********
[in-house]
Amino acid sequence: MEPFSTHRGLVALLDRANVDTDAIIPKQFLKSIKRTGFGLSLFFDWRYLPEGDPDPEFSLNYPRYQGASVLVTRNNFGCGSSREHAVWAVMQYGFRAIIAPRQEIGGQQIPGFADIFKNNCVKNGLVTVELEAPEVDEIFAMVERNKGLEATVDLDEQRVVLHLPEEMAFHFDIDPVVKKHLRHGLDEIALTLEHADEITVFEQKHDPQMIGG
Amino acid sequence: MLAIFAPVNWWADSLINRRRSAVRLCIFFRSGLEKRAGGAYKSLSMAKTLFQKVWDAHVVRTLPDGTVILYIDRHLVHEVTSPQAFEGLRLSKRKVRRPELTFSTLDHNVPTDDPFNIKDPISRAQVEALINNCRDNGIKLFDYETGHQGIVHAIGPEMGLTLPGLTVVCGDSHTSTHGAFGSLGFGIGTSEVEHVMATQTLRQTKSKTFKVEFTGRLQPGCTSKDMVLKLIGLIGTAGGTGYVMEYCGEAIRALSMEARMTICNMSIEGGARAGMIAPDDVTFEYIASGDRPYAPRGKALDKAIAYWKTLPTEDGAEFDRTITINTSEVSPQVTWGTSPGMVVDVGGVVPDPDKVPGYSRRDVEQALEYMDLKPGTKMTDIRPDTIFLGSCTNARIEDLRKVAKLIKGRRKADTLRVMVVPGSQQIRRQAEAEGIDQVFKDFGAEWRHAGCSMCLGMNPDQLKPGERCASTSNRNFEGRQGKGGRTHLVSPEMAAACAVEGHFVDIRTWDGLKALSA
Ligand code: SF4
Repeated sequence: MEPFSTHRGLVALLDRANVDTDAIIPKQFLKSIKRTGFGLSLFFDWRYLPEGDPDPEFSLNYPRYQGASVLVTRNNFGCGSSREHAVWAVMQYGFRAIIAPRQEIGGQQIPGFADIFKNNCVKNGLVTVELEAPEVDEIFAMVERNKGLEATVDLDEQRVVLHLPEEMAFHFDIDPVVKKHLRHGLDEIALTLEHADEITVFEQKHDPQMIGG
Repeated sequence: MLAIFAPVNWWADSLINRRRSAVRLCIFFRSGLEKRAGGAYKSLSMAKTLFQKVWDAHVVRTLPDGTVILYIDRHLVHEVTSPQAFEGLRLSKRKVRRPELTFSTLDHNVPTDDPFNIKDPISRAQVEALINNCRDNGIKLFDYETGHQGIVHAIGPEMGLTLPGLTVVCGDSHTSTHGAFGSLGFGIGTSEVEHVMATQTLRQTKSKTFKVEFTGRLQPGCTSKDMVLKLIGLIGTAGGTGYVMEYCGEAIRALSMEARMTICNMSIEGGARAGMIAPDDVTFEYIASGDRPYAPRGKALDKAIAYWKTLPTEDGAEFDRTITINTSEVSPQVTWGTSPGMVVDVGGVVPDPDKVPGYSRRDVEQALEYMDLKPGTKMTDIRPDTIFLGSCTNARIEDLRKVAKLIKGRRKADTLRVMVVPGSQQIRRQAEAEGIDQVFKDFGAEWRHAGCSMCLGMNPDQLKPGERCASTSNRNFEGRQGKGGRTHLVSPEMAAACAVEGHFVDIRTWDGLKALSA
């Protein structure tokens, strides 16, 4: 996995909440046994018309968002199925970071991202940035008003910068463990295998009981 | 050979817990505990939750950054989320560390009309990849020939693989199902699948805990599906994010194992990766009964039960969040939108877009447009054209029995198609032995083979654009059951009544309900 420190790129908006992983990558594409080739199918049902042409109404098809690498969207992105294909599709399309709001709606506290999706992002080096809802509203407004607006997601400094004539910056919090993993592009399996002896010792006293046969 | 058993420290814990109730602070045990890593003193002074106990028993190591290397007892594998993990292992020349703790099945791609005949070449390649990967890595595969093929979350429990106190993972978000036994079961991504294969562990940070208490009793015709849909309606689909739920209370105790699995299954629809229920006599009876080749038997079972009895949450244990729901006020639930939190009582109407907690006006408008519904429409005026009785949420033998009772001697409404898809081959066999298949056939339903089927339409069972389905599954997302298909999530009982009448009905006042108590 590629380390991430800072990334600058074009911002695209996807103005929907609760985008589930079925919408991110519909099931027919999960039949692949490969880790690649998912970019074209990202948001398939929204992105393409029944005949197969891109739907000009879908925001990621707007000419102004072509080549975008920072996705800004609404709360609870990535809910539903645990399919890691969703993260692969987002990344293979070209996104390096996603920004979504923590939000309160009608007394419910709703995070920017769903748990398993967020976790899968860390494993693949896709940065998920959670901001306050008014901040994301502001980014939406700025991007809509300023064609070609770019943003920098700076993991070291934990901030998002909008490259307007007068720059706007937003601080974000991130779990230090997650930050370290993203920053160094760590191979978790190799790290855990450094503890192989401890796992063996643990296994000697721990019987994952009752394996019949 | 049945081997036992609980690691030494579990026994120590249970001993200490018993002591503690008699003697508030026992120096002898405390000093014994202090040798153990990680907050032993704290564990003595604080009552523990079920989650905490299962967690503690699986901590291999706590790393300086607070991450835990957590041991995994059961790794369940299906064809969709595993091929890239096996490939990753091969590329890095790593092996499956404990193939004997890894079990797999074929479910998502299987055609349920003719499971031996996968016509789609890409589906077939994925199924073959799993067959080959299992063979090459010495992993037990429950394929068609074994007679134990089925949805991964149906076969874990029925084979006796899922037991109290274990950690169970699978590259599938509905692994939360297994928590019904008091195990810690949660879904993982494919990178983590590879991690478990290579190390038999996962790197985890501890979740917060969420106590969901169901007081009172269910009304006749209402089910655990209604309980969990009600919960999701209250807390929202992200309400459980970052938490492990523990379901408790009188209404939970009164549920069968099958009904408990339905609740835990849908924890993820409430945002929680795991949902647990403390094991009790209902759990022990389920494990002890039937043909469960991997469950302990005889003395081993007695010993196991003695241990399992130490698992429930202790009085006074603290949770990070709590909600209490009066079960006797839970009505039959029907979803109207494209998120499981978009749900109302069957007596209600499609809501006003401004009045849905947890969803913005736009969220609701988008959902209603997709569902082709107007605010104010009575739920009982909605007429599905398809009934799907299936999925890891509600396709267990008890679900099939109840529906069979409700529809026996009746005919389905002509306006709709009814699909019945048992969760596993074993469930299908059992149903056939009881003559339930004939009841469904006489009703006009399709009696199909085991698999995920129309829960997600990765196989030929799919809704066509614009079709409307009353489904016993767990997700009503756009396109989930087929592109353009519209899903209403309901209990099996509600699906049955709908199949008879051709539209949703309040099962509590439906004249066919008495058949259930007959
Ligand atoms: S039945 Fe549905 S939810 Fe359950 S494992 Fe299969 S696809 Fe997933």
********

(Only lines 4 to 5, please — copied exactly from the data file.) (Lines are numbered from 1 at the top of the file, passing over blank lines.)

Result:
Ligand code: SF4
Repeated sequence: MEPFSTHRGLVALLDRANVDTDAIIPKQFLKSIKRTGFGLSLFFDWRYLPEGDPDPEFSLNYPRYQGASVLVTRNNFGCGSSREHAVWAVMQYGFRAIIAPRQEIGGQQIPGFADIFKNNCVKNGLVTVELEAPEVDEIFAMVERNKGLEATVDLDEQRVVLHLPEEMAFHFDIDPVVKKHLRHGLDEIALTLEHADEITVFEQKHDPQMIGG